For the third year, a group of Emory students coordinated the Emory Sustainability Case Competition in February of this year. Hosted by the Goizueta Energy and Environment Group and the Office of Sustainability Initiatives at Emory University, the multi-disciplinary case competition asked student teams to come up with an innovative and practical solution to a real-world energy issue for the United Nations Regional Centre of Expertise (UN RCE) Greater Atlanta on Education for Sustainable Development and the City of Atlanta.
The RCE Greater Atlanta is a network of diverse stakeholders dedicated to implementing the United Nations Sustainable Development Goals (SDGs) at a local scale. The focus of this year’s case was SDG 7 – “Affordable and Clean Energy: Ensure access to affordable, reliable, sustainable, and modern energy for all.”
SDG 7 aligns with the City of Atlanta’s recent resolution of 100% clean energy by 2035. Burning of fossil fuels for residential, commercial, industrial, and transportation uses represents 95% of Atlanta’s greenhouse gas emissions. In April 2017, the City of Atlanta joined many cities across the nation and globe to pursue a clean energy future.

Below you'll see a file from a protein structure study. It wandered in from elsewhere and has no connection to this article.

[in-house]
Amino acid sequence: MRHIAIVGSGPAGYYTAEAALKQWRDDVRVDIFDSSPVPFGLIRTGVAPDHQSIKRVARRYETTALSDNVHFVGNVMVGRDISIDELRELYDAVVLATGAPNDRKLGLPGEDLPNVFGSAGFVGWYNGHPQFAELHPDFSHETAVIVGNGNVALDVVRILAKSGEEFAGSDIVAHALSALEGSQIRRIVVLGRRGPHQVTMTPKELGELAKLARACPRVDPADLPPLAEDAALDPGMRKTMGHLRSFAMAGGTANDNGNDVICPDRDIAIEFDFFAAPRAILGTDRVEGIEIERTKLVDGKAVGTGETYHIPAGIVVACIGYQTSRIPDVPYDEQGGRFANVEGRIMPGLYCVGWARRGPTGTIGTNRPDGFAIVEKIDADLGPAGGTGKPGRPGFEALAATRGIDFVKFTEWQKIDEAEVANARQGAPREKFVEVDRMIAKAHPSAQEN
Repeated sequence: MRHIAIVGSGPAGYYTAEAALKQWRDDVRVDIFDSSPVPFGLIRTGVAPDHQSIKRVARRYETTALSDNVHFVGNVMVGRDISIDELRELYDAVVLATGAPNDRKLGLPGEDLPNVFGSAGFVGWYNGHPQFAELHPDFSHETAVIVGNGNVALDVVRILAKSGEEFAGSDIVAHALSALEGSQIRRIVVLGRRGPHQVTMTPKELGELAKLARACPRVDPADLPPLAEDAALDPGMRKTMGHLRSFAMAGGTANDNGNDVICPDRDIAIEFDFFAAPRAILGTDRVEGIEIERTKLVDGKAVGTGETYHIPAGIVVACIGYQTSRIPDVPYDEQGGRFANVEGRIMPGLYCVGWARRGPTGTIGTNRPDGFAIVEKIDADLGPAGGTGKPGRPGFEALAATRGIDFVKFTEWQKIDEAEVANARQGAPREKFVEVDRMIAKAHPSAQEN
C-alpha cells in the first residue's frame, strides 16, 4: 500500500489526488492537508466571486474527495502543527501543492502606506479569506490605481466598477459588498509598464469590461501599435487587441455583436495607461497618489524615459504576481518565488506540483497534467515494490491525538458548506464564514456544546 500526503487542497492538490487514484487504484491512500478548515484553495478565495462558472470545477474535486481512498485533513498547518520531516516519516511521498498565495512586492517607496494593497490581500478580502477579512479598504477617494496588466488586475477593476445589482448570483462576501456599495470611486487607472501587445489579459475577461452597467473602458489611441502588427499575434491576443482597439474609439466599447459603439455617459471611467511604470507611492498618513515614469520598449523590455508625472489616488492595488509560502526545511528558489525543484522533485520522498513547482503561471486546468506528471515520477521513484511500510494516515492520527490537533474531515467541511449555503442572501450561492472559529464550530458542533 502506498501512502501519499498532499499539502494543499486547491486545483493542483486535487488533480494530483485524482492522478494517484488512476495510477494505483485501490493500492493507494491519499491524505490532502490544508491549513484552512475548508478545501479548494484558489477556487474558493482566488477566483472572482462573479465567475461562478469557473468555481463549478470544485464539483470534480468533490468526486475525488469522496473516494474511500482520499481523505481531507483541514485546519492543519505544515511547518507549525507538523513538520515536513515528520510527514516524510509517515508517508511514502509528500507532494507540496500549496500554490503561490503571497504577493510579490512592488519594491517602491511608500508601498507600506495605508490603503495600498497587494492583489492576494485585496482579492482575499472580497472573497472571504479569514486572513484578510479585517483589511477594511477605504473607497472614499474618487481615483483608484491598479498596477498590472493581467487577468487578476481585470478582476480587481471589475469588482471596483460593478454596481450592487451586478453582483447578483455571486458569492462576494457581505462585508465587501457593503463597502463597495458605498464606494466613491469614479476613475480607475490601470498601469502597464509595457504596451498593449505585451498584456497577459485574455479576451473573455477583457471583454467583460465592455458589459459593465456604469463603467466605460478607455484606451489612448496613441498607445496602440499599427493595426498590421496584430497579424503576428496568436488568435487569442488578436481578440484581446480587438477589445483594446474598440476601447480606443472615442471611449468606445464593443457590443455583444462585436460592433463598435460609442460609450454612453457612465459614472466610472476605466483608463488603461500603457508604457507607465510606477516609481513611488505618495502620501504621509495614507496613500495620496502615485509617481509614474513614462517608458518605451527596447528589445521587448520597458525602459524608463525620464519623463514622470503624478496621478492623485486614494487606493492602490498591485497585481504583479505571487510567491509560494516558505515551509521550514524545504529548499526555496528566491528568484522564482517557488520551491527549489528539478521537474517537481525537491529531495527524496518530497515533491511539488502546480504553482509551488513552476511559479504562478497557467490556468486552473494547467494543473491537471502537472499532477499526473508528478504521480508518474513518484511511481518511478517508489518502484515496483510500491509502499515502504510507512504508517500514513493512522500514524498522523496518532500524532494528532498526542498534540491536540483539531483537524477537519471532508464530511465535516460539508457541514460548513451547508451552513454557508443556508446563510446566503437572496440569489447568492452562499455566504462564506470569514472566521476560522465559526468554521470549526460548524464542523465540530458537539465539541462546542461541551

The case question involved implementing SDG 7 at a municipal scale and asked what initiatives Atlanta should prioritize when implementing their 100% Clean Energy Plan. Teams were also tasked with finding a city against which Atlanta could benchmark itself with regards to city demographics, constraints, and resources.
After one week of preparation, 21 student teams came together to present their solutions to an esteemed panel of judges on February 24, 2018. Judges included Suzanne Haerther (US Green Building Council), Sahana Kuthyar (RCE Greater Atlanta), Ashley Blackwell (Southeast Energy Efficiency Alliance), Jennifer Kessling (Emory University), Paul Snyder (InterContinental Hotels Group), John R. Seydel (City of Atlanta), Xiaojing Sun (Greenlink Group), Cosco Jones (Jones Sustainable Solutions Group), and Amy Hou (Urjanet). A total of 105 undergraduate and graduate students participated in the competition, representing Oglethorpe University, University of North Georgia, Georgia Institute of Technology, University of Georgia, and Emory University.
The winning team was an Emory University team comprised of Margaret Stewart, Samarth Medakkar, Angela Jiang, Daniel Uribe, and Dillon Wu. “I think we all knew that the plan was ambitious, but . . . we realized how urgent it was for us to propose useful solutions and to keep working beyond the competition to hold the City and ourselves accountable for that goal,” says Angela Jiang.
Second place went to an Emory University team, and third place went to a team from University of Georgia. Cash prizes were given to all three placings. All participants also had a chance to network with judges and each other following the competition.